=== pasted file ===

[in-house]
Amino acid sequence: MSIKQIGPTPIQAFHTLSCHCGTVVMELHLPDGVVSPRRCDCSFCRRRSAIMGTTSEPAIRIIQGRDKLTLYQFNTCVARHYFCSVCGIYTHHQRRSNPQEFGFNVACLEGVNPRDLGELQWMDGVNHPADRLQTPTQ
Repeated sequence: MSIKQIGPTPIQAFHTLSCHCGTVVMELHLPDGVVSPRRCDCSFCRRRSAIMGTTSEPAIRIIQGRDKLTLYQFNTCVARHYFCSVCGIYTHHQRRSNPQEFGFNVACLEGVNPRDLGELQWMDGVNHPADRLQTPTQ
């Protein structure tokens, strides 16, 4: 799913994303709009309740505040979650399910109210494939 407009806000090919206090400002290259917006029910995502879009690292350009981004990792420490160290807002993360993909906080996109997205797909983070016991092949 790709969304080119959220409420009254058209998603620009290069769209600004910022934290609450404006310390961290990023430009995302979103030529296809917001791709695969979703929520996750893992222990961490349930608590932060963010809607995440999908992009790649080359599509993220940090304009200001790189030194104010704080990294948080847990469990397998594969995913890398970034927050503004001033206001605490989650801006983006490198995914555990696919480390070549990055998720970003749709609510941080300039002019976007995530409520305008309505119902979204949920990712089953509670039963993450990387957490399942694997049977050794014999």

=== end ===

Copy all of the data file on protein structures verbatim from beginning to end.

[in-house]
Amino acid sequence: MSIKQIGPTPIQAFHTLSCHCGTVVMELHLPDGVVSPRRCDCSFCRRRSAIMGTTSEPAIRIIQGRDKLTLYQFNTCVARHYFCSVCGIYTHHQRRSNPQEFGFNVACLEGVNPRDLGELQWMDGVNHPADRLQTPTQ
Repeated sequence: MSIKQIGPTPIQAFHTLSCHCGTVVMELHLPDGVVSPRRCDCSFCRRRSAIMGTTSEPAIRIIQGRDKLTLYQFNTCVARHYFCSVCGIYTHHQRRSNPQEFGFNVACLEGVNPRDLGELQWMDGVNHPADRLQTPTQ
């Protein structure tokens, strides 16, 4: 799913994303709009309740505040979650399910109210494939 407009806000090919206090400002290259917006029910995502879009690292350009981004990792420490160290807002993360993909906080996109997205797909983070016991092949 790709969304080119959220409420009254058209998603620009290069769209600004910022934290609450404006310390961290990023430009995302979103030529296809917001791709695969979703929520996750893992222990961490349930608590932060963010809607995440999908992009790649080359599509993220940090304009200001790189030194104010704080990294948080847990469990397998594969995913890398970034927050503004001033206001605490989650801006983006490198995914555990696919480390070549990055998720970003749709609510941080300039002019976007995530409520305008309505119902979204949920990712089953509670039963993450990387957490399942694997049977050794014999």